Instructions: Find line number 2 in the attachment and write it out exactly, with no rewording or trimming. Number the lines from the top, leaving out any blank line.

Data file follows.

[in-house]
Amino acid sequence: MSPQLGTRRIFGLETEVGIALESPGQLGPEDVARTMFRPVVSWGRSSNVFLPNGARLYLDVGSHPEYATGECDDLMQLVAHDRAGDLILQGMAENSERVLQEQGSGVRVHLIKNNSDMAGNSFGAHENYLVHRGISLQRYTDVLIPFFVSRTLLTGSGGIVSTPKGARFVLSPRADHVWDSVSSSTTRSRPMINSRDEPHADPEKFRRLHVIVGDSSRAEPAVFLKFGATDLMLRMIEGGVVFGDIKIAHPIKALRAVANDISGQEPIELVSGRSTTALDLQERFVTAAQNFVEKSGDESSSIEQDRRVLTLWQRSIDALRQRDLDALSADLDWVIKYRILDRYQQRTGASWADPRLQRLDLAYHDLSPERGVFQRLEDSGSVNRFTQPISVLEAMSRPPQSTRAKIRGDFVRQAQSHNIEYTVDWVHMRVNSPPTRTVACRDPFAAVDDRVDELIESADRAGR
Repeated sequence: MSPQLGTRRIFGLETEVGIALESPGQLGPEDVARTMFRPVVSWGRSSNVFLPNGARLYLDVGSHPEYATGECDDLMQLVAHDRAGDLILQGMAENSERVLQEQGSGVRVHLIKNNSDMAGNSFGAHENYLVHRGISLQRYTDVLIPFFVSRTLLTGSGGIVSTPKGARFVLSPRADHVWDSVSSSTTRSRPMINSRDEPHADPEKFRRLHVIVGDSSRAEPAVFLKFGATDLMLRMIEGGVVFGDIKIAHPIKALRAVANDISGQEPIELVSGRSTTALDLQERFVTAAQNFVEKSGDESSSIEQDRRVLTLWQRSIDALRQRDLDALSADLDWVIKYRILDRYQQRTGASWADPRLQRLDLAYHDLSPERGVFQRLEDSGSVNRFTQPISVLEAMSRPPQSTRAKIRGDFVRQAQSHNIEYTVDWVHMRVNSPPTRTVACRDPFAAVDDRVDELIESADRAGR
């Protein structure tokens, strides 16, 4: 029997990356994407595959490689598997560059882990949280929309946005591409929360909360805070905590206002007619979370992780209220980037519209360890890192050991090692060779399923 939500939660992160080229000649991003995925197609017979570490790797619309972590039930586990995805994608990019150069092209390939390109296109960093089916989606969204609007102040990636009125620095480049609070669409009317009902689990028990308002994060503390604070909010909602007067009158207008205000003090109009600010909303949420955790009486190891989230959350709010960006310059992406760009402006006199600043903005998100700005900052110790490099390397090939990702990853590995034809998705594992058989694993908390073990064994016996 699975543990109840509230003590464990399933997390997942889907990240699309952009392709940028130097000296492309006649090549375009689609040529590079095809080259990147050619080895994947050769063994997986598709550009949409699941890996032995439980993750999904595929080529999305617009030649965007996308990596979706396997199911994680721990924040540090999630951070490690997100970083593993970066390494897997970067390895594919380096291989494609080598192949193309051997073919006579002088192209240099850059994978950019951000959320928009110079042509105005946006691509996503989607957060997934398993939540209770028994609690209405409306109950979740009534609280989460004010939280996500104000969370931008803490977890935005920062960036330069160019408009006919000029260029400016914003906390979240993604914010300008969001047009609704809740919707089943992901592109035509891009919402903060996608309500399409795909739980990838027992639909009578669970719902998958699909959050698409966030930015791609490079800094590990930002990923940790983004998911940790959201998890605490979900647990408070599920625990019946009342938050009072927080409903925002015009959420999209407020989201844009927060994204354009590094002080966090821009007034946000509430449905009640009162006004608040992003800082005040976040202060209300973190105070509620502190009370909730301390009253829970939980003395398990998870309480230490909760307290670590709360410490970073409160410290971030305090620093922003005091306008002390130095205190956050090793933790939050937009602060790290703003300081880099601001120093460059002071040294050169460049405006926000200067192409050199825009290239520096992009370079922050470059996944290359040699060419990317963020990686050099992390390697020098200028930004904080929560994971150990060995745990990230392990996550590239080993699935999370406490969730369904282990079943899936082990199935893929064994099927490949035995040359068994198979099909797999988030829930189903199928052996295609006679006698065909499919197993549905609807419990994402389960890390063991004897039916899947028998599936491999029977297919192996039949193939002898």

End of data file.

Amino acid sequence: MSPQLGTRRIFGLETEVGIALESPGQLGPEDVARTMFRPVVSWGRSSNVFLPNGARLYLDVGSHPEYATGECDDLMQLVAHDRAGDLILQGMAENSERVLQEQGSGVRVHLIKNNSDMAGNSFGAHENYLVHRGISLQRYTDVLIPFFVSRTLLTGSGGIVSTPKGARFVLSPRADHVWDSVSSSTTRSRPMINSRDEPHADPEKFRRLHVIVGDSSRAEPAVFLKFGATDLMLRMIEGGVVFGDIKIAHPIKALRAVANDISGQEPIELVSGRSTTALDLQERFVTAAQNFVEKSGDESSSIEQDRRVLTLWQRSIDALRQRDLDALSADLDWVIKYRILDRYQQRTGASWADPRLQRLDLAYHDLSPERGVFQRLEDSGSVNRFTQPISVLEAMSRPPQSTRAKIRGDFVRQAQSHNIEYTVDWVHMRVNSPPTRTVACRDPFAAVDDRVDELIESADRAGR